Data Retention Policy
It is not specifically regulated by law. However, there are a number of general principles that businesses should follow when collecting and storing data.
Hiring and Onboarding Requirements
The law of employment in Libya is governed by the Labor Law of 2010. This law sets out the rights and obligations of employers and employees, including the terms of employment, working conditions, and termination of employment.
The Libyan Constitution of 2011 prohibits discrimination on the basis of race, religion, gender, language, or social status. However, there are a number of laws and practices in Libya that discriminate against women, minorities, and LGBT people.
Documents required while onboarding are listed below:
Personal Details (Name, Surname, address, Date of Birth)
Proof of Identity
The probation period in Libya is typically six months.
There is a total of 11 public holidays in France however in the Alsace region or the Moselle region there’s additional 2 days.
- February 17: Libyan Revolution Day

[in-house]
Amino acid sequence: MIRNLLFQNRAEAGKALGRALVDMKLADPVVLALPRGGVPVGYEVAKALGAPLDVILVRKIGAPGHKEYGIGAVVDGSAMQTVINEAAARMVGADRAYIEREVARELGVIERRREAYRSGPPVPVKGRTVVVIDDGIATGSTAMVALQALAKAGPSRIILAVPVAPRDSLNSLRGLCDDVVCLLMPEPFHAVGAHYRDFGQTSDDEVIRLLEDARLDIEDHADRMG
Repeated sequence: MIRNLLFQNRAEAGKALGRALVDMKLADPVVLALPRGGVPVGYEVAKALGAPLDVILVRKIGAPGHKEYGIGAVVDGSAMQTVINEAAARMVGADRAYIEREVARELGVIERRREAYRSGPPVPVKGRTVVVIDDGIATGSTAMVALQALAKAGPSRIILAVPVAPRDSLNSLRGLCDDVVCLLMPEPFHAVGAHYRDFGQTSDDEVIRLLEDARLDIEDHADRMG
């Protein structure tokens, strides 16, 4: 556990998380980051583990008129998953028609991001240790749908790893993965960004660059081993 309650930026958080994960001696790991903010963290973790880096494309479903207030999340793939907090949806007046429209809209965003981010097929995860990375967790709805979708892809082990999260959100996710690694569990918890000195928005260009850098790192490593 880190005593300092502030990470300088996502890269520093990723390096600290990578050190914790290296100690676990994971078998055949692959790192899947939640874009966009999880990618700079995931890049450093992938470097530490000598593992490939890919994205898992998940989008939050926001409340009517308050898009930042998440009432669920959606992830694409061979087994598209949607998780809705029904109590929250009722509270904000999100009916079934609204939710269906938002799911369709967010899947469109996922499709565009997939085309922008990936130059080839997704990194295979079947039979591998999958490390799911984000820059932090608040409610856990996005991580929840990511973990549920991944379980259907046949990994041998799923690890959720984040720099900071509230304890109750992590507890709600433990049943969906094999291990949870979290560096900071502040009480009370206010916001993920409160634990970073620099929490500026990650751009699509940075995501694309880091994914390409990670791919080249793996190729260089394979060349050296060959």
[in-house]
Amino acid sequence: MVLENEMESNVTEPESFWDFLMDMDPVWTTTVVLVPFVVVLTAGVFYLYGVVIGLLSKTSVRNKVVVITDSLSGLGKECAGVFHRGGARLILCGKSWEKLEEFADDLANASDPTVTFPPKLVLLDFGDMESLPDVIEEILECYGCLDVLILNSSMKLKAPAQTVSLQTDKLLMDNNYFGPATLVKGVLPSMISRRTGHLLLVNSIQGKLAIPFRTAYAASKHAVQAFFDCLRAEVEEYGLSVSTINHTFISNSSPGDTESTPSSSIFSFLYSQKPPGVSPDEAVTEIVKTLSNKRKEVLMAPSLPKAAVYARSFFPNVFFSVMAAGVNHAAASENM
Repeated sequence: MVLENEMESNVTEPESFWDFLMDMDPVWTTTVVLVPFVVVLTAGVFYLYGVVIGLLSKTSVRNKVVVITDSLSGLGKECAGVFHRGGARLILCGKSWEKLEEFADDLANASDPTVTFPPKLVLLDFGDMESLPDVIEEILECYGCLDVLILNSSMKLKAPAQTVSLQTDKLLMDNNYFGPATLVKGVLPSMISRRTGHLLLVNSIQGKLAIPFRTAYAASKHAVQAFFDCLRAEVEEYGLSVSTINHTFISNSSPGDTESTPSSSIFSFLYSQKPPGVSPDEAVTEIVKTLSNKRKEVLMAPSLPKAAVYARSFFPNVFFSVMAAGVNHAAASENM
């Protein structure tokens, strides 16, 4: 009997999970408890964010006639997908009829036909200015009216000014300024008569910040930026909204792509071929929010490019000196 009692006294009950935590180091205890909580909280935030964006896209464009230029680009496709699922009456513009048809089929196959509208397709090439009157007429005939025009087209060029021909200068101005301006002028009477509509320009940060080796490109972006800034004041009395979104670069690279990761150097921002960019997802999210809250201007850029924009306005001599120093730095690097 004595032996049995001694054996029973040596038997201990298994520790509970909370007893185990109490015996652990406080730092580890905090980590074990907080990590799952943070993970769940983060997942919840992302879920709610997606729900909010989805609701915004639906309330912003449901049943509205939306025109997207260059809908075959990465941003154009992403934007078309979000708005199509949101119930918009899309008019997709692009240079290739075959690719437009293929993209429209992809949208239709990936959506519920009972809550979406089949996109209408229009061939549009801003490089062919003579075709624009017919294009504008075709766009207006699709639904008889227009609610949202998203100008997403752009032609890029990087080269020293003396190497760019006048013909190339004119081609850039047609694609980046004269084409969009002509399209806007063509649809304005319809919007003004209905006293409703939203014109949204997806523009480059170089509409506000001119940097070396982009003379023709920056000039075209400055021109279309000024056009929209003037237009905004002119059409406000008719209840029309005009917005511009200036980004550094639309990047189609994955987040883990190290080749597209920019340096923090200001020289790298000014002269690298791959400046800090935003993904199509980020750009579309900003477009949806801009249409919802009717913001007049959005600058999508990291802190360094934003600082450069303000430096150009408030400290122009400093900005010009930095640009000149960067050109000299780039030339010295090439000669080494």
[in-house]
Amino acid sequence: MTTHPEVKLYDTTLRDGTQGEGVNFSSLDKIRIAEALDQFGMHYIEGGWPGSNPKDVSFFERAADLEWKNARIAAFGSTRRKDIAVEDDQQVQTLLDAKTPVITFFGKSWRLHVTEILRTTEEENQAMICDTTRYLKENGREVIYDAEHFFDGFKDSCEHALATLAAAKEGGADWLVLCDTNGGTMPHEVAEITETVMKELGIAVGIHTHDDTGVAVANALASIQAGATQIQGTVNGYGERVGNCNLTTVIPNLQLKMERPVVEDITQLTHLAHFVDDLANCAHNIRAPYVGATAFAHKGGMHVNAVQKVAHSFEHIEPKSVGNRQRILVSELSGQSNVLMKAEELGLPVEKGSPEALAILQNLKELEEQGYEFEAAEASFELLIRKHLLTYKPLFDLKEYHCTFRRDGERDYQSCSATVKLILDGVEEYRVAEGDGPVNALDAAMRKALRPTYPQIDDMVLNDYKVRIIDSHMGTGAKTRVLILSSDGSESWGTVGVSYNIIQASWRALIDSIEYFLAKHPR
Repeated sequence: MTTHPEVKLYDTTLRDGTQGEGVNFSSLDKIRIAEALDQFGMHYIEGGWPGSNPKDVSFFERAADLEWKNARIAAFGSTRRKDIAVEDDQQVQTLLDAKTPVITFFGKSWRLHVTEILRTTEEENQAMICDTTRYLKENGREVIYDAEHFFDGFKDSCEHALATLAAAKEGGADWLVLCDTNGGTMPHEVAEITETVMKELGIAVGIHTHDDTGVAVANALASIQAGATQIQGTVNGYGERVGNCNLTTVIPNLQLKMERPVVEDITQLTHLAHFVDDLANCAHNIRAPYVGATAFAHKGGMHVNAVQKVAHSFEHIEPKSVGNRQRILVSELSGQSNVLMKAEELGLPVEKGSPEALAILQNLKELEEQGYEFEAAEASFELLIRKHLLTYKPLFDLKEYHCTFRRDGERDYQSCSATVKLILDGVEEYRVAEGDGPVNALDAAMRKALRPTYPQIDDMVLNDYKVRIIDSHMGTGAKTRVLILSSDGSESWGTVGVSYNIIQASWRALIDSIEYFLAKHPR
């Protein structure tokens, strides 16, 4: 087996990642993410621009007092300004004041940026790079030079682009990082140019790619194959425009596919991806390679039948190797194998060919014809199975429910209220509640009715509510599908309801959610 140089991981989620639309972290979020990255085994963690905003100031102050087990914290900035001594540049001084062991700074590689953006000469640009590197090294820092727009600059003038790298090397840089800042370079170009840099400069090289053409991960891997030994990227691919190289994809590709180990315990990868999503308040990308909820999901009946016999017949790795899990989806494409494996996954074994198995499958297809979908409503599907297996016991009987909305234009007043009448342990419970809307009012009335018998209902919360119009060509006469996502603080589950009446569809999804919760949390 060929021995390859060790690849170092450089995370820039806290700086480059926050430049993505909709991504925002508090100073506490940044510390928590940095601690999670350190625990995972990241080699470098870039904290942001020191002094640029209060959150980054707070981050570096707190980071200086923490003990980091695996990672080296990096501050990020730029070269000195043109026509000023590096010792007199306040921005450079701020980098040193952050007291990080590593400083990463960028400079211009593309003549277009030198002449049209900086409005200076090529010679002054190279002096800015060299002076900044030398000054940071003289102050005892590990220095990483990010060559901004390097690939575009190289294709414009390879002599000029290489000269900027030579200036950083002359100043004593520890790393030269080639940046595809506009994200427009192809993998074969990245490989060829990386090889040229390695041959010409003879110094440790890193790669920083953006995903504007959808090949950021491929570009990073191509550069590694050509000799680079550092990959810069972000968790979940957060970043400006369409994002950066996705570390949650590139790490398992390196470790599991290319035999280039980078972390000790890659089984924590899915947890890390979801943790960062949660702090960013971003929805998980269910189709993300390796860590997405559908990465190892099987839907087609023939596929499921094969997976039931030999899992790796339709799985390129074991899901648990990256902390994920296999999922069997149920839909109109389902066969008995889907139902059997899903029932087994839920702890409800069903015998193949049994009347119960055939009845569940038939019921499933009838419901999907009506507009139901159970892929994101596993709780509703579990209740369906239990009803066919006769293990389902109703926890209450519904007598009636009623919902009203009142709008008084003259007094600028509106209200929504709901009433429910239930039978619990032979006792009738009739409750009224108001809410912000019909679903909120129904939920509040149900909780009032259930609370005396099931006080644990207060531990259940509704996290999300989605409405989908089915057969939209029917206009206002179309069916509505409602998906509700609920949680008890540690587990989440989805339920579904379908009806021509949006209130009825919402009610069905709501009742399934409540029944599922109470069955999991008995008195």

- May 1: May Day
- June 16: Day of Arafah (Tentative Date)
- September 16: Martyrs' Day Public
- September 27: The Prophet's Birthday (Tentative Date)
- October 23: Liberation Day
- December 24: Independence Day
The annual leave entitlement in Libya is 30 working days of paid leave. The entitlement can increase to 45 working days of paid leave for employees aged 59+ who have been continuously employed for at least 20 years.
The entitlement to paid sick leave is dependent on the employee’s seniority. Employees who are sick in one continuous period are eligible for 45 days of sickness, while those who are not sick in one continuous period are eligible for 60 days of sick leave per year.
To qualify for sick leave, the employee must present a valid medical certificate.
Female employees are entitled to a maternity leave of 14 weeks, six of which are to be taken before the predicted due date and eight weeks after the birth. In multiple or complicated births, the leave entitlement is increased to 16 weeks of leave.
There are no provisions in the law for paternity leave.
There are no provisions in the law for other parental leave.
Employers can terminate a fixed-term contract by giving the following reasons – business, personal, or worker’s misconduct. It requires notice and a written explanation for the termination. If the reason is misconduct, a warning needs to be given, and the employee gets a chance to explain his or her actions.
Employers can terminate an employment agreement for the following reasons:
- Expiration of a contract
- Medical reasons that would prevent the employee from fulfilling their duties.
- Conviction of a crime
- For termination initiated by either the employee or employer- a letter of resignation or termination must be sent to the other party.
At the end of the employment term, the employer must provide a certificate that states: